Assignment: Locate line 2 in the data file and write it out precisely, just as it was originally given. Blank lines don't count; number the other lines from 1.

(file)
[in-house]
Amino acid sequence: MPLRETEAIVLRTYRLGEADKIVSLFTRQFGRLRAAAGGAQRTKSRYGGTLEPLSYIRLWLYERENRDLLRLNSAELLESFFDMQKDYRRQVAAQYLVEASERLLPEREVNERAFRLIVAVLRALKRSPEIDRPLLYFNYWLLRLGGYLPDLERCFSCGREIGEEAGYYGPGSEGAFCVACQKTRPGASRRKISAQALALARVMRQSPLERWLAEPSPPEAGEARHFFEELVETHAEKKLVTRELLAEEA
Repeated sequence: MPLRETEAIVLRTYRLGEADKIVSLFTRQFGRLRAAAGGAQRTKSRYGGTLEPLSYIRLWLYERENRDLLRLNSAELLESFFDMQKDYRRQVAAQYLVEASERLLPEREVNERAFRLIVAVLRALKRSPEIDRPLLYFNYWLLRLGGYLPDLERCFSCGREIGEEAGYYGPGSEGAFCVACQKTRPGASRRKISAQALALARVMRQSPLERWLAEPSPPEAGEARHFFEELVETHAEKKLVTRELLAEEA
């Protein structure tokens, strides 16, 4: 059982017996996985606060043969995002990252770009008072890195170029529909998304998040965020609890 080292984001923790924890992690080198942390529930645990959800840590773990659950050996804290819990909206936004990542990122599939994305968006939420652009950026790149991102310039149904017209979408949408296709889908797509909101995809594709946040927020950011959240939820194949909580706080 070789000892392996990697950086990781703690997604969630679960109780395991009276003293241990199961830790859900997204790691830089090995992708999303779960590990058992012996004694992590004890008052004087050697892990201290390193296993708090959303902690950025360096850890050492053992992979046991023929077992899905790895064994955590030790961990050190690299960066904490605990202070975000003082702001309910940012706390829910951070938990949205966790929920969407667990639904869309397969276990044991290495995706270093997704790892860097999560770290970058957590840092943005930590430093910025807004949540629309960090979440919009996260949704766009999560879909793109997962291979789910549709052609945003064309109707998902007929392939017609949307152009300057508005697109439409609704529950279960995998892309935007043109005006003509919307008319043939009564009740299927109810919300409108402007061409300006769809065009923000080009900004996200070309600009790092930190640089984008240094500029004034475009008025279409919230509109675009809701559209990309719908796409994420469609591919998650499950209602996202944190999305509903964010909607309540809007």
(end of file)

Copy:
Amino acid sequence: MPLRETEAIVLRTYRLGEADKIVSLFTRQFGRLRAAAGGAQRTKSRYGGTLEPLSYIRLWLYERENRDLLRLNSAELLESFFDMQKDYRRQVAAQYLVEASERLLPEREVNERAFRLIVAVLRALKRSPEIDRPLLYFNYWLLRLGGYLPDLERCFSCGREIGEEAGYYGPGSEGAFCVACQKTRPGASRRKISAQALALARVMRQSPLERWLAEPSPPEAGEARHFFEELVETHAEKKLVTRELLAEEA